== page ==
Check out an excerpt of my newly published novel "Jubilee"
              http://members.cox.net/sbcogan/
            • Michael Tong
              they do not object to the teaching of ... religious ... Tin: As do meditation, breathing techniques and biofeedback. Michael: Provide a study to support this.
              Message 6 of 11 , Apr 18, 2003
              • 0 Attachment
                they do not object to the teaching of
                > evolution. In the light of studies showing that prayer and
                religious
                > faith could have health benefits,

                Tin: As do meditation, breathing techniques and biofeedback.

                Michael: Provide a study to support this.

                >Michael: Notice that the board members objecting to the textbooks simply
                >wanted creationism included; they do not object to the teaching of
                >evolution. In the light of studies showing that prayer and religious
                >faith could have health benefits, there should be no objections. If
                >evolution is a fact, every logical person would believe it.

                Susan: Evolution *is* a fact and every logical person *does* believe it.

                Teaching creation in schools would be teaching Biblical literalist Bible
                study by a government entity. It would not even be teaching mainstream
                Christianity in public schools. It would be teaching a single, narrow
                interpretation of the Bible. The government is not allowed to promote the

                teachings of one religion over all the others and if they taught the
                creation myths of religions from all over the world there would be no
                time
                to actually teach science.

                Michael: Teaching Biblical creationism would be; teaching ID wouldn't be.

                Yours truly,
                Michael
              • tinroad66
                ... Tin: ok Agras, W. S., Southam, M. A., & Taylor, C. B. (1983). Long-term persistence of relaxation-induced blood pressure lowering during the working day.
                Message 7 of 11 , Apr 20, 2003
                • 0 Attachment
                  --- In creationevolutiondebate@yahoogroups.com, Michael Tong
                  <mtong5@j...> wrote:
                  > they do not object to the teaching of
                  > > evolution. In the light of studies showing that prayer and
                  > religious
                  > > faith could have health benefits,
                  >
                  > Tin: As do meditation, breathing techniques and biofeedback.
                  >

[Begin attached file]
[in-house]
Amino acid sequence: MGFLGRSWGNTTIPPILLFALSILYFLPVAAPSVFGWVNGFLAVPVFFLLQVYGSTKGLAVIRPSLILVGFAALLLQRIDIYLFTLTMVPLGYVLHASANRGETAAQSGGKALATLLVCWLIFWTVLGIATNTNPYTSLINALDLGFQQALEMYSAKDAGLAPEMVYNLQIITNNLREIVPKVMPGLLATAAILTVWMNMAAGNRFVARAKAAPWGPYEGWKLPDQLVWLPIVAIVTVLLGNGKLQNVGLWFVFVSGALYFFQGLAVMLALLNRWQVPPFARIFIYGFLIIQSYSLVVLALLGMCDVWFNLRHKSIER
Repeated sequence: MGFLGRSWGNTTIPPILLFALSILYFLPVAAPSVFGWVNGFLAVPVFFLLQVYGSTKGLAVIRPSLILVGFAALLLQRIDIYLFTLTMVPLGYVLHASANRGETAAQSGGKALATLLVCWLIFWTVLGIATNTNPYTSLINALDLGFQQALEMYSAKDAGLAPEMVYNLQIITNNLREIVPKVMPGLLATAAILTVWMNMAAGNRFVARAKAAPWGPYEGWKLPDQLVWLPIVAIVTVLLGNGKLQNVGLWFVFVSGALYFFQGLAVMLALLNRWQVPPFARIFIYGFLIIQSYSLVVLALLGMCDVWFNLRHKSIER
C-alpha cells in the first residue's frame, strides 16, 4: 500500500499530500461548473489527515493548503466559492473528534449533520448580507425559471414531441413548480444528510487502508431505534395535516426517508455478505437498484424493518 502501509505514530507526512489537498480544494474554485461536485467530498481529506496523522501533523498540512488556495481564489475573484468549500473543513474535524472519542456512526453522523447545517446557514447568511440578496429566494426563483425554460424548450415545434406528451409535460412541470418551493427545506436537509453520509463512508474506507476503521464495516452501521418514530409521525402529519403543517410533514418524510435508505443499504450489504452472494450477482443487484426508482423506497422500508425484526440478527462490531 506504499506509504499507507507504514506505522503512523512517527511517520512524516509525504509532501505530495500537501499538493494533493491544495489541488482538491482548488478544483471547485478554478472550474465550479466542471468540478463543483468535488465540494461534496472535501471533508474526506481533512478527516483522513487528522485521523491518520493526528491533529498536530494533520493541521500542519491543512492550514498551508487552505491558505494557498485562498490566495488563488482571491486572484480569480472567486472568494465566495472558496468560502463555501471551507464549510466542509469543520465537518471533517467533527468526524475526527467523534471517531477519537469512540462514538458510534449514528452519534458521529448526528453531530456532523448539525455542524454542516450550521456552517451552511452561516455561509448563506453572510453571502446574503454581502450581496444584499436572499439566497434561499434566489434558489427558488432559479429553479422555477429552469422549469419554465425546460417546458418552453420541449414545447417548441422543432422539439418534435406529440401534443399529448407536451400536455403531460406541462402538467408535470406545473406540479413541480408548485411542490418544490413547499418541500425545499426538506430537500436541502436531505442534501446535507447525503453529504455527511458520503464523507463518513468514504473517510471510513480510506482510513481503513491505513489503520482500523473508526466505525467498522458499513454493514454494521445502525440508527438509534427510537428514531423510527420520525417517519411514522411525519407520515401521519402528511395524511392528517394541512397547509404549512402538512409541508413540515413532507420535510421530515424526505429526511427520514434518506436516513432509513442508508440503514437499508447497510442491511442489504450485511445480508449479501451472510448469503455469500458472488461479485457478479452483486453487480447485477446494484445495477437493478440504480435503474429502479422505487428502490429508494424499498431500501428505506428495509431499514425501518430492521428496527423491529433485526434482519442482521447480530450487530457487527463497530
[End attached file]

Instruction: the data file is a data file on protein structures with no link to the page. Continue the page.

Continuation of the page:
> Michael: Provide a study to support this.

                  Tin: ok

                  Agras, W. S., Southam, M. A., & Taylor, C. B. (1983). Long-term
                  persistence of relaxation-induced blood pressure lowering during the
                  working day. Journal of Consulting and Clinical Psychology, 51, 792-
                  794.
                  Aivazyan, T. A., Zaitsev, V. P., Salenko, B. B., Yurenev, A. P., &
                  Patrusheva, I. F. (1988). Efficacy of relaxation techniques in
                  hypertensive patients: Fifth joint USA-USSR symposium on arterial
                  hypertension. Health Psychology, 7(Suppl.), 193-200.
                  Andreoli, A., Casolari, L., & Rigatelli, M. (1995). Expressive
                  relaxation training and anxiety disorders. New Trends in Experimental
                  and Clinical Psychiatry, 11, 123-129.
                  Aponte, J. F., & Aponte, C. E. (1971). Group programmed
                  desensitization without the simultaneous presentation of aversive
                  scenes with relaxation training. Behaviour Research and Therapy, 9,
                  337-346.
                  Balick, L., Elfner, L., May, J., & Moore, J. D. (1982). Biofeedback
                  treatment of dysmenorrhea. Biofeedback and Self-Regulation, 7, 499-
                  520.
                  Barlow, D. H. (1988). Anxiety and its disorders: The nature and
                  treatment Of anxiety and panic. New York: Guilford Press.
                  Beck, A. T. (1988). Cognitive approaches to panic disorder: Theory
                  and therapy. In S. Rachman & J. D. Maser (Eds.), Panic:
                  Psychological perspectives. Hillsdale, NJ: Erlbaum.
                  Benson, H. (1975). The relaxation response (1st ed.). New York:
                  Morrow.
                  Benson, H. (1983). The relaxation response and norepinephrine: A new
                  study illuminates mechanisms. Integrative Psychiatry, 1, 15-18.
                  Bernstein, D. A., & Borkovec, T. D. (1973). Progressive relaxation
                  training. Champaign, IL: Research Press.
                  Blanchard, E. B., & Schwarz, S. P. (1988). Two-year follow-up of
                  behavioral treatment of irritable bowel syndrome. Behaviour Therapy,
                  19, 67-73.
                  Blanchard, E. B., Ahles, T. A., & Shaw, E. R. (1979). Behavioral